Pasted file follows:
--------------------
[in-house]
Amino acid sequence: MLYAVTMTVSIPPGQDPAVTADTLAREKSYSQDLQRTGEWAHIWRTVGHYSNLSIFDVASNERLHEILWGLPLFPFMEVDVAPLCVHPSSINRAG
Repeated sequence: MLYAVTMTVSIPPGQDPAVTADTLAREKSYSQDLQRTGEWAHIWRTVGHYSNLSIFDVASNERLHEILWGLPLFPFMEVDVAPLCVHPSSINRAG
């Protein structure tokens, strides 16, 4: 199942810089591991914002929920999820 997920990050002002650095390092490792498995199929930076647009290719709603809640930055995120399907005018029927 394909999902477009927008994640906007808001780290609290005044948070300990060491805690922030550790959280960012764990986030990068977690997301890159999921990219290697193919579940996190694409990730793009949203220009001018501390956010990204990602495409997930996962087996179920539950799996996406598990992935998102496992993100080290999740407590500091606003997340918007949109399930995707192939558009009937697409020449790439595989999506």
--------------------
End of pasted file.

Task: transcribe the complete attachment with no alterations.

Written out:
[in-house]
Amino acid sequence: MLYAVTMTVSIPPGQDPAVTADTLAREKSYSQDLQRTGEWAHIWRTVGHYSNLSIFDVASNERLHEILWGLPLFPFMEVDVAPLCVHPSSINRAG
Repeated sequence: MLYAVTMTVSIPPGQDPAVTADTLAREKSYSQDLQRTGEWAHIWRTVGHYSNLSIFDVASNERLHEILWGLPLFPFMEVDVAPLCVHPSSINRAG
């Protein structure tokens, strides 16, 4: 199942810089591991914002929920999820 997920990050002002650095390092490792498995199929930076647009290719709603809640930055995120399907005018029927 394909999902477009927008994640906007808001780290609290005044948070300990060491805690922030550790959280960012764990986030990068977690997301890159999921990219290697193919579940996190694409990730793009949203220009001018501390956010990204990602495409997930996962087996179920539950799996996406598990992935998102496992993100080290999740407590500091606003997340918007949109399930995707192939558009009937697409020449790439595989999506």